A retrospective exhibition about London fashion designer and icon Dame Mary Quant opens at the V&A this week.
Quant has become known as an iconic figure of 1960s London, synonymous with miniskirts and colourful tights. But her impact on the British fashion industry went deeper than that, as she harnessed new mass production techniques which revolutionised the high street and made fashion more accessible.
The exhibition focuses on the years 1955-1975, beginning at the opening of Bazaar, her fashion boutique located on King's Road in Chelsea, and following her transformation into a wholesale fashion brand, both here and in America.
We're also promised a more personal look at Quant — a Blackheath local who studied at Goldsmiths — from collecting her OBE to the evolution of her rising hemlines.
120 items of clothing feature in the show as well as accessories, cosmetics, sketches and photographs, most of which have never been on public display before. These include items from Dame Mary Quant’s Archive, as well as the V&A’s own extensive collection of Quant garments, and some donated by the public.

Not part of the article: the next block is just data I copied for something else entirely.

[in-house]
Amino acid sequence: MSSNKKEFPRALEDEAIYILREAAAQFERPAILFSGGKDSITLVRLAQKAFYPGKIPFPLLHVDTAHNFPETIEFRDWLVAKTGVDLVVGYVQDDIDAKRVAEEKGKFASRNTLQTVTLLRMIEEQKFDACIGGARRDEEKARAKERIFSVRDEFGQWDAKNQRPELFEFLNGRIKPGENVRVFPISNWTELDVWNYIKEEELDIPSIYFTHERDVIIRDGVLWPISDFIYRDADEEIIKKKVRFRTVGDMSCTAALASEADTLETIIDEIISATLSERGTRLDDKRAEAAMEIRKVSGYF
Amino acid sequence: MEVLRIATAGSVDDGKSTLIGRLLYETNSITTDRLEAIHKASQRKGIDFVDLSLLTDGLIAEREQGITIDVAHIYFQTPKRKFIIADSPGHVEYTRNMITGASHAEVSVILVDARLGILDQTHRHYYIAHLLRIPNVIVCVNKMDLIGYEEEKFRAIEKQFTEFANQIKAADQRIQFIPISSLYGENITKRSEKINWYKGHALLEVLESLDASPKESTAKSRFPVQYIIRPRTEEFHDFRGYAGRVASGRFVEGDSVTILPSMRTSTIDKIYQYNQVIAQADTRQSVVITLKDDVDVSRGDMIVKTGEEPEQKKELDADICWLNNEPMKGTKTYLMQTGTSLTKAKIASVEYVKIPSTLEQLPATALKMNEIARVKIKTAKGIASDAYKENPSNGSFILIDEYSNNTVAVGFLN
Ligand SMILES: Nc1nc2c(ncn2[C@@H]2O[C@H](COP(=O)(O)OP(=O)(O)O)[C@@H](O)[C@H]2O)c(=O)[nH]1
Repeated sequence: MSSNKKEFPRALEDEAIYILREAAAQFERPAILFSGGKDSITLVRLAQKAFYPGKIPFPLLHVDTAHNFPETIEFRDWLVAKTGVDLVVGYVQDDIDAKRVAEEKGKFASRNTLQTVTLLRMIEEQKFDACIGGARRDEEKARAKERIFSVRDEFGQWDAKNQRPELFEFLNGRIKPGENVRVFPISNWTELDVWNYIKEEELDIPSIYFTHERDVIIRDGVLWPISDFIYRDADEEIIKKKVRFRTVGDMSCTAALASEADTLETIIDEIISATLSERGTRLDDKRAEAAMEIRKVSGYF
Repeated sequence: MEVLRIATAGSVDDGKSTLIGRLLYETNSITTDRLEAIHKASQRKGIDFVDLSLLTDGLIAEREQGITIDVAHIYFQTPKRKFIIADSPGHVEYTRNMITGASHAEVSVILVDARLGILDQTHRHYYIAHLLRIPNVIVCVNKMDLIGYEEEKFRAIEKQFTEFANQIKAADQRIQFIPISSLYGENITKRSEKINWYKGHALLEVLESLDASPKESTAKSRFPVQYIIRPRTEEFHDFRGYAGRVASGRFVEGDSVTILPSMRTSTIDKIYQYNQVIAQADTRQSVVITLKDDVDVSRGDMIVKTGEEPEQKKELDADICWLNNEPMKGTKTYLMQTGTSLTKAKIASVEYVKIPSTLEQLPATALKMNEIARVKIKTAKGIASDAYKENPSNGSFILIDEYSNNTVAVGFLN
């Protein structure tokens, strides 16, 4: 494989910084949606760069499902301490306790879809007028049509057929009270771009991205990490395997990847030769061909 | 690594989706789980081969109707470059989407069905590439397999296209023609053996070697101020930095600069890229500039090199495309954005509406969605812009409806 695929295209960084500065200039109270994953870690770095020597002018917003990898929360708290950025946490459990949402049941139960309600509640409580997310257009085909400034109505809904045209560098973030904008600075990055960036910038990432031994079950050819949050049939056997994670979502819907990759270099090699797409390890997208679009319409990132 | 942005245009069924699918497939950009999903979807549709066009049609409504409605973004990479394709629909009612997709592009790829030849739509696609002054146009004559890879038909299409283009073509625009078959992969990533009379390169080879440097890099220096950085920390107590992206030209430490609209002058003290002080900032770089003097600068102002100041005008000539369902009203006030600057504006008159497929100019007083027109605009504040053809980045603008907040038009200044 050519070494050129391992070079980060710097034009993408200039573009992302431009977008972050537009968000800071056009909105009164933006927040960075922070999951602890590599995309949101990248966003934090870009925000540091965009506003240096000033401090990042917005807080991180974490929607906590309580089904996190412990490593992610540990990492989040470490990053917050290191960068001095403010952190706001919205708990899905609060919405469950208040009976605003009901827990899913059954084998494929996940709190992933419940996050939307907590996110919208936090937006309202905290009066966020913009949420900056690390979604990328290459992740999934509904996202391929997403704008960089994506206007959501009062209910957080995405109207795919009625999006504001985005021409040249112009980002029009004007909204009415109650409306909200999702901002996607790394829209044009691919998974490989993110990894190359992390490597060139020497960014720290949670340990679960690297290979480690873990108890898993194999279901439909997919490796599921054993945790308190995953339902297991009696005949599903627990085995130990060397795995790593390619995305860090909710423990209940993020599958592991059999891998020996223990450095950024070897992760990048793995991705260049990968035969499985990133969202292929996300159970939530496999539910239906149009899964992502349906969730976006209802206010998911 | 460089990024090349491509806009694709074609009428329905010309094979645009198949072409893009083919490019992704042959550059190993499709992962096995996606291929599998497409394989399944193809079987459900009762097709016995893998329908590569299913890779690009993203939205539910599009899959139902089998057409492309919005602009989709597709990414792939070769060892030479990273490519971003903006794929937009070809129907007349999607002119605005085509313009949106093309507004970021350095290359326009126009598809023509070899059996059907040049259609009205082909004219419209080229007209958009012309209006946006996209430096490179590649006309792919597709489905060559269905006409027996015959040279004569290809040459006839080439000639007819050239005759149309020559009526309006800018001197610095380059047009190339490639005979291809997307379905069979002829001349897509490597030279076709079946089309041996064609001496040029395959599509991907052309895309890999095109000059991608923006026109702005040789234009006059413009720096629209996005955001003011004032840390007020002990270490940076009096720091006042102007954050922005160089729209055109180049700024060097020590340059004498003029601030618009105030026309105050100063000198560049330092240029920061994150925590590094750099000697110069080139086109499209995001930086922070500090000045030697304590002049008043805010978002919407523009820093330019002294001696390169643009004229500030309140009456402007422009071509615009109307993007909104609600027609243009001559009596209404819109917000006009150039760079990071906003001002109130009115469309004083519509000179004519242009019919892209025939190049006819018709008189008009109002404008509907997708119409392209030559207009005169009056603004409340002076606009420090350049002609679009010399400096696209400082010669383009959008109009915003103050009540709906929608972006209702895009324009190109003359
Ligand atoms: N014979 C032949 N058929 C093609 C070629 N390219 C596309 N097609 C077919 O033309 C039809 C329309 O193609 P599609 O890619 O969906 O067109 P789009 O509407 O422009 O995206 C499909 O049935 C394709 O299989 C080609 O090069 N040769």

A very early and unlabelled blouse, a hat sold at Bazaar, and colourful PVC raincoats are some of the items that resulted from a public call-out last year, when the V&A asked people for Quant-designed garments they still had in their wardrobes. 35 items from 25 people are on display as a result, along with stories from the owners, and in some case, photos of them wearing them.
Jenny Lister, co-curator of Mary Quant at the V&A, said:
This long overdue exhibition will show how Mary Quant’s brand connected with her customers, how she made designer fashion affordable for working women, and how her youthful, revolutionary clothes, inspired by London’s creative scene, made British street style the global influence it remains today.
Dame Mary Quant herself — who still lives in Blackheath, ages 89, said:
The V&A is such a precious and iconic organisation for which I have the utmost admiration and respect, and it is a huge honour to be recognised by them with this dedicated exhibition and book. I am enormously grateful to have been involved with so many talented people whose contribution to that ground-breaking, revolutionary and memorable era will also be recognised.
Of course, this isn't the only fashion exhibition on at the South Kensington museum right now. You may have heard of a certain Christian Dior exhibition which sold out its entire run within weeks of opening, earning it a two-month extension. It seems that fashion and the V&A make excellent bedfellows — a 2015 show dedicated to Alexander McQueen prompted the museum to stay open late to meet demand.
It's also worth noting that this isn't the only exhibition about Mary Quant in London at the moment. Swinging Sixties at the Fashion & Textile Museum focuses on Quant, her contemporary Terence Conran, and other members of their 'Chelsea Set'.
Mary Quant at V&A Museum, South Kensington, 6 April 2019-16 February 2020. Tickets are £12 and booking is recommended.